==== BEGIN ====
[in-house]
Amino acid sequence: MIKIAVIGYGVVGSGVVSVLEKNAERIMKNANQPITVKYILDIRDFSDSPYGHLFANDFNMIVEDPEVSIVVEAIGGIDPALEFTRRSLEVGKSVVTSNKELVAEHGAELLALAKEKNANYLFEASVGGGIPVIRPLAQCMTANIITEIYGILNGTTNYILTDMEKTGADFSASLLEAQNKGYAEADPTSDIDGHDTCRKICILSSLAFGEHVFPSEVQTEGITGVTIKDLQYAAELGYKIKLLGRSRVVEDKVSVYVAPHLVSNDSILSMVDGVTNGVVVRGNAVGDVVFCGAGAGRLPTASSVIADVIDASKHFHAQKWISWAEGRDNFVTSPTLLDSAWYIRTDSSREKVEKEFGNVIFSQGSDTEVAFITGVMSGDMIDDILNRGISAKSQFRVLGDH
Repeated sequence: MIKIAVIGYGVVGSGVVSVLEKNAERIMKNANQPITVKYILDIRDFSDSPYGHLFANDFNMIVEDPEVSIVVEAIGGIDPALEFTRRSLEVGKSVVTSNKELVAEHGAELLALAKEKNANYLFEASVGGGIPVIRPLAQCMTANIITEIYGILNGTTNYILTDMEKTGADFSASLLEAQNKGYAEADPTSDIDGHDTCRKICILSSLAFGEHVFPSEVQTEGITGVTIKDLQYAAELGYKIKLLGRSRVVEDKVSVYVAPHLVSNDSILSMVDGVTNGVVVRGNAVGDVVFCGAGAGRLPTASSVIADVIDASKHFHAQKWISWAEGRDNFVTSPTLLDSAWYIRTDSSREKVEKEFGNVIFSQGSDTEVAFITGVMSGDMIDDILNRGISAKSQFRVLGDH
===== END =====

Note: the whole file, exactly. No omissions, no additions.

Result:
[in-house]
Amino acid sequence: MIKIAVIGYGVVGSGVVSVLEKNAERIMKNANQPITVKYILDIRDFSDSPYGHLFANDFNMIVEDPEVSIVVEAIGGIDPALEFTRRSLEVGKSVVTSNKELVAEHGAELLALAKEKNANYLFEASVGGGIPVIRPLAQCMTANIITEIYGILNGTTNYILTDMEKTGADFSASLLEAQNKGYAEADPTSDIDGHDTCRKICILSSLAFGEHVFPSEVQTEGITGVTIKDLQYAAELGYKIKLLGRSRVVEDKVSVYVAPHLVSNDSILSMVDGVTNGVVVRGNAVGDVVFCGAGAGRLPTASSVIADVIDASKHFHAQKWISWAEGRDNFVTSPTLLDSAWYIRTDSSREKVEKEFGNVIFSQGSDTEVAFITGVMSGDMIDDILNRGISAKSQFRVLGDH
Repeated sequence: MIKIAVIGYGVVGSGVVSVLEKNAERIMKNANQPITVKYILDIRDFSDSPYGHLFANDFNMIVEDPEVSIVVEAIGGIDPALEFTRRSLEVGKSVVTSNKELVAEHGAELLALAKEKNANYLFEASVGGGIPVIRPLAQCMTANIITEIYGILNGTTNYILTDMEKTGADFSASLLEAQNKGYAEADPTSDIDGHDTCRKICILSSLAFGEHVFPSEVQTEGITGVTIKDLQYAAELGYKIKLLGRSRVVEDKVSVYVAPHLVSNDSILSMVDGVTNGVVVRGNAVGDVVFCGAGAGRLPTASSVIADVIDASKHFHAQKWISWAEGRDNFVTSPTLLDSAWYIRTDSSREKVEKEFGNVIFSQGSDTEVAFITGVMSGDMIDDILNRGISAKSQFRVLGDH